The prize here is about as pure as it gets: The country has never produced a barrel of oil, but its potential is pinging the radar of even giant Exxon (NYSE:XOM), which recently acquired an additional 7 million net acres from the government for a block extending from the shoreline to about 135 miles offshore in water depths up to 13,000 feet, with exploration activities to begin by the end of this year.
Onshore, the potential is also striking. And nothing is more striking than the 6.3-million-acre Kavango Basin, which rivals the Eagle Ford in size. It’s also believed to be an extension of South Africa’s 600,000-square-kilometer Karoo sedimentary basin, home to Shell’s massive Whitehill Permian shale play.
ReconAfrica bought up the entire basin, with a 90% interest (the government owns the other 10%) and a four-year exploration license and a 25-year production license once a commercial discovery is made.
That’s a major feat for a small company with a market cap of ~$50-million. Still, they’ve done what is usually reserved for the majors: They’ve secured the oil and gas rights to an entire sedimentary basin in Namibia and Botswana--both very friendly to oil exploration, with very low royalty fees (5%) and an estimated 18.2 billion barrels of oil in place.
It is the quintessential setup for the rare savvy junior. It has plans to go big on exploration, and even has the potential to be scooped up by a supermajor that’s already operating in the region.
And just as exciting - one of the world’s leading Geochemists, Dan Jarvie of Worldwide Geochemistry has just put out a report on Recon Africa’s oil potential and he is saying there is potential for 120 billion barrels of petroleum potential on just 12% of Recon Africa’s holdings.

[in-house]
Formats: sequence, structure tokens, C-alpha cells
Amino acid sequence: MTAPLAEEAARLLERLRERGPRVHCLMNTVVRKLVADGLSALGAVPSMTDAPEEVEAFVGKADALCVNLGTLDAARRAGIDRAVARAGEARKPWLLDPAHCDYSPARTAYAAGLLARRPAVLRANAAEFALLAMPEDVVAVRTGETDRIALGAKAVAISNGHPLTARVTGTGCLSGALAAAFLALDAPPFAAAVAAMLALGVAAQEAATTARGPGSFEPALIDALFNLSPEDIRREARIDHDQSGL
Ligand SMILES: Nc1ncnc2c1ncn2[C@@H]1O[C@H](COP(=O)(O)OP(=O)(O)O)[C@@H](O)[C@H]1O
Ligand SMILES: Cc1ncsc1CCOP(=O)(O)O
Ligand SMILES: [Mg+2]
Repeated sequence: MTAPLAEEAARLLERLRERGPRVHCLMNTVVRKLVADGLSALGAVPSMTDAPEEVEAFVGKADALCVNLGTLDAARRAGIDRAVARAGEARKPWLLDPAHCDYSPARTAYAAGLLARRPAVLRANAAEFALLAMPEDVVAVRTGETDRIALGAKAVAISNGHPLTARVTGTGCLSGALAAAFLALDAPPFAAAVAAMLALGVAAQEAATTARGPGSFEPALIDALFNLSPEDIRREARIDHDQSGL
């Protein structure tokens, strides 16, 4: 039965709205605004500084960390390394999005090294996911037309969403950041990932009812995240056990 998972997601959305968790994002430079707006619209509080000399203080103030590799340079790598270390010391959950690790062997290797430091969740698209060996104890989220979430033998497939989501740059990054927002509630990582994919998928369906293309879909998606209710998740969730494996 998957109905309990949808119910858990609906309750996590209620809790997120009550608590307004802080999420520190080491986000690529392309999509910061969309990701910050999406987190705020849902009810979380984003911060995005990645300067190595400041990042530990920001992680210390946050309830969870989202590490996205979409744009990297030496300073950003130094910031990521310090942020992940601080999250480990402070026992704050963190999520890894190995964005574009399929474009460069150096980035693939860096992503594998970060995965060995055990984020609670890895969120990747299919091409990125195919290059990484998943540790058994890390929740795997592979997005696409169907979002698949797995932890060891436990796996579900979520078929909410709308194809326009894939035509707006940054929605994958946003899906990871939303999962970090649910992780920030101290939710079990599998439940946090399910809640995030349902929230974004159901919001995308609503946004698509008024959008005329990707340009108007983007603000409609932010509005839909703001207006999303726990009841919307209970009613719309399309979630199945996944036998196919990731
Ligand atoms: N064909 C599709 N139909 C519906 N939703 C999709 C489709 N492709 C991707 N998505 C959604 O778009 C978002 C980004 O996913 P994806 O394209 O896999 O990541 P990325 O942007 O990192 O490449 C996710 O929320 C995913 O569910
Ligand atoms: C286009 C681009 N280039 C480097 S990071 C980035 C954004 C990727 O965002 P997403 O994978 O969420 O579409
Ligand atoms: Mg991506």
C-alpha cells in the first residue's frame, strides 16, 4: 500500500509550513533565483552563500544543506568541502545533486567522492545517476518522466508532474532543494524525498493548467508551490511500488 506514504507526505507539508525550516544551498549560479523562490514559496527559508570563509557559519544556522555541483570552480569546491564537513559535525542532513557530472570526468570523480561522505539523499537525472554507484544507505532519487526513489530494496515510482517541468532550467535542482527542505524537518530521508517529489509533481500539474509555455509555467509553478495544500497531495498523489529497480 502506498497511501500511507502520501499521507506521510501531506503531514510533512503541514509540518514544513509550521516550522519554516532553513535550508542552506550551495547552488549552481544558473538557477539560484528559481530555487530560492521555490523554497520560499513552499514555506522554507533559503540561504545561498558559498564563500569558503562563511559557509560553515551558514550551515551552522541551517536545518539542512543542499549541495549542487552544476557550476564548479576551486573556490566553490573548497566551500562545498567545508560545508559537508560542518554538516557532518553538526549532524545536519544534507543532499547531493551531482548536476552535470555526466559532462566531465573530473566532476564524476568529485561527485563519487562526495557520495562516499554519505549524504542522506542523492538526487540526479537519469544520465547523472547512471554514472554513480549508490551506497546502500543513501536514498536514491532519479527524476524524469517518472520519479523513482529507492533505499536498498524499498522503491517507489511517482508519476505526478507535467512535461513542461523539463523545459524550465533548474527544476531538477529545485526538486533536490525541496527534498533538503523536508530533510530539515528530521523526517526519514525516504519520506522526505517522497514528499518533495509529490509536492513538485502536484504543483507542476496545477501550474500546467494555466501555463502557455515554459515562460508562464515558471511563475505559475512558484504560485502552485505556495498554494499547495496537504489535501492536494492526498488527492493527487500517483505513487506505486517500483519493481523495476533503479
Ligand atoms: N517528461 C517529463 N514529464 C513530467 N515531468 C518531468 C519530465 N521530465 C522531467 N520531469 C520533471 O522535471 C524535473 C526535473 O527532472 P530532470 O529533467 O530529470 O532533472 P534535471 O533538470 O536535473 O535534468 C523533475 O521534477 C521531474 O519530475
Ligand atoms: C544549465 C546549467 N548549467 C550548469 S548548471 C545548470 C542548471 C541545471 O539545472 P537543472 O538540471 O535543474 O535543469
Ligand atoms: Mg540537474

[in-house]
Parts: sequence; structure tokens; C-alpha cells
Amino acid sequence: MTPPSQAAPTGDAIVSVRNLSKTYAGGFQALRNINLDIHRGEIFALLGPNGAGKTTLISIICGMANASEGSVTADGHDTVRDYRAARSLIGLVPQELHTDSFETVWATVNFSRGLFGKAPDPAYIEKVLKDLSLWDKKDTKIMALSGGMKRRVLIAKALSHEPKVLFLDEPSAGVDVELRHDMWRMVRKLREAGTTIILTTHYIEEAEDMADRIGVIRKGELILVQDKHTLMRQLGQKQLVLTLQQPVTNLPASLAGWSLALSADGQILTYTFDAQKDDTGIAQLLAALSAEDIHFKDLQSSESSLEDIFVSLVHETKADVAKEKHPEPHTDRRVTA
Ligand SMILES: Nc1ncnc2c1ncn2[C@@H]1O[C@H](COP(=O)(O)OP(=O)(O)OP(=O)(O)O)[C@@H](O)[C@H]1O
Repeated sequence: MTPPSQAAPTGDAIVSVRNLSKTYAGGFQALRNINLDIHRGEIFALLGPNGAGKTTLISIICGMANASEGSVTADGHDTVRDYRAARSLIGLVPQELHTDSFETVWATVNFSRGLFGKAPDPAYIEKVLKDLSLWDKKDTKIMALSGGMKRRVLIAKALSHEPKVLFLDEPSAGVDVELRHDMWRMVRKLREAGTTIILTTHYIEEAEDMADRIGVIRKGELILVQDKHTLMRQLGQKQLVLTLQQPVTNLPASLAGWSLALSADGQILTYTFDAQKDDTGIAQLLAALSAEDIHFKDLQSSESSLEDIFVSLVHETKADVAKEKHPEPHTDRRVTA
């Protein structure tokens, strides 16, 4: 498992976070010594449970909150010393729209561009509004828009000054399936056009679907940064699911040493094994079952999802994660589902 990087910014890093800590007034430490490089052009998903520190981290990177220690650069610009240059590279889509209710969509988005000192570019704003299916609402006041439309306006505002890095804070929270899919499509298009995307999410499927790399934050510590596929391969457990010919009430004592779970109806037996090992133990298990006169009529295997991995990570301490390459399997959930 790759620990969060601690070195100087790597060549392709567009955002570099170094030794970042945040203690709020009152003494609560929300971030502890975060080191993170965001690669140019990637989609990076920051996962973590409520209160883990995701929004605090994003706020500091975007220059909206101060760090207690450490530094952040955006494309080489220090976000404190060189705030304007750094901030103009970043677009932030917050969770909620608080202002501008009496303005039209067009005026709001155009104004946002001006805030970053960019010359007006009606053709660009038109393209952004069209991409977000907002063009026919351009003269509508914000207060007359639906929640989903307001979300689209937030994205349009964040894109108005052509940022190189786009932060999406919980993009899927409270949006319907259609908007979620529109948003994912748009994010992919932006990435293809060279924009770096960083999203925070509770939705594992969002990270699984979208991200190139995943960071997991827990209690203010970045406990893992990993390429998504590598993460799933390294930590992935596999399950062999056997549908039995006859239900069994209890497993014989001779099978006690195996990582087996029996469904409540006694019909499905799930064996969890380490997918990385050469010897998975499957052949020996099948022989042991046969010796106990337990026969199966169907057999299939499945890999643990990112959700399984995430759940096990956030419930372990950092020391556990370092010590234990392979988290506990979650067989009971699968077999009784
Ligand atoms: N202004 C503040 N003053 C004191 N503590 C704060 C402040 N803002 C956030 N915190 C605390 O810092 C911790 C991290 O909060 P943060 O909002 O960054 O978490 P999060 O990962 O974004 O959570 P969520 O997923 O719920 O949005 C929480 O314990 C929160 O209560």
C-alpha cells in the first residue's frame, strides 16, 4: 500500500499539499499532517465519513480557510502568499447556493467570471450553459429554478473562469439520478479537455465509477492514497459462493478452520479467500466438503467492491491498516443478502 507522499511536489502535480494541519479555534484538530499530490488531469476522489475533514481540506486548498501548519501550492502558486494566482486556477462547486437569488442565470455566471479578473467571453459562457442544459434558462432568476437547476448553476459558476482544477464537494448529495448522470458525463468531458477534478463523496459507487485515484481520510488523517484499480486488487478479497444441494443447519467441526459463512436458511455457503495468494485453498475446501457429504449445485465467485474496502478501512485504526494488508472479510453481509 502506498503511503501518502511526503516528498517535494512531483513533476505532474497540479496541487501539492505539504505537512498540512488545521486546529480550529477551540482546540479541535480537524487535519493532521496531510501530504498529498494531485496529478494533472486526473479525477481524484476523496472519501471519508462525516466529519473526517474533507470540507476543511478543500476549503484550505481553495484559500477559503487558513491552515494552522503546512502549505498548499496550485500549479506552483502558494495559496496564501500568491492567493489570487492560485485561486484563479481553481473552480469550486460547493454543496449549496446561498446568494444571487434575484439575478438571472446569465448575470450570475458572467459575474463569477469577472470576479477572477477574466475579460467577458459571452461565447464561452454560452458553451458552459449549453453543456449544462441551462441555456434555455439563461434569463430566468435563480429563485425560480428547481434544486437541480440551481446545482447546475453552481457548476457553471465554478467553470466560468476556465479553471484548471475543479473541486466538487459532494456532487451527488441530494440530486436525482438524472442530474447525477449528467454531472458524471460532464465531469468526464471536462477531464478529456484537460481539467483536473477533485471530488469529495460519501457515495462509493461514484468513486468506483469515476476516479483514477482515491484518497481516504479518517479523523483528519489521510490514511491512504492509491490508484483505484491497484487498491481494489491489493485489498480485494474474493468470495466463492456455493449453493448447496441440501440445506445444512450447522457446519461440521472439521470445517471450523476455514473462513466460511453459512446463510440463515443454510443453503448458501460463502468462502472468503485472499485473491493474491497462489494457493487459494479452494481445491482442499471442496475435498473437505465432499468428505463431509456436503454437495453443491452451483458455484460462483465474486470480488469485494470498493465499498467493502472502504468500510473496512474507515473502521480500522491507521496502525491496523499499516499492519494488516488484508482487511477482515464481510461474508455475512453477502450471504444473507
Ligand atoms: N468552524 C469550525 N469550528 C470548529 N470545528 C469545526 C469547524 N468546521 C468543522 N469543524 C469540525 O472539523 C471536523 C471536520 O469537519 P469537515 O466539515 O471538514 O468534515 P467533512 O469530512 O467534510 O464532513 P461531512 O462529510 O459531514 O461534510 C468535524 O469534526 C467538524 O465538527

It certainly seems that promising things are going down in Namibia.
How Risky Is Oil’s Next Frontier?
Whether it’s legacies like Nigeria and Angola, or newcomers with massive potential such as Ghana, Uganda, Mozambique or Namibia, what’s always kept investors away is the regulatory risk associated with these venues.
That’s exactly why Africa is, today, the next frontier for oil.
Park, who has spent years identifying and creating investor-friendly petroleum regimes around the world - from Africa to South America - says this is exactly what makes or breaks a country’s oil industry.
Overall, Park says he’s disappointed that Africa has fallen so far behind.
That’s a result of states creating regimes that are “complex and heavily taxed”, he says. “They also fail to give investors the assurances they need. Investors want to be confident that when they make a discovery, it will turn into money.”
So, while Africa is definitely the place to go for resources, it’s not always attractive to investors.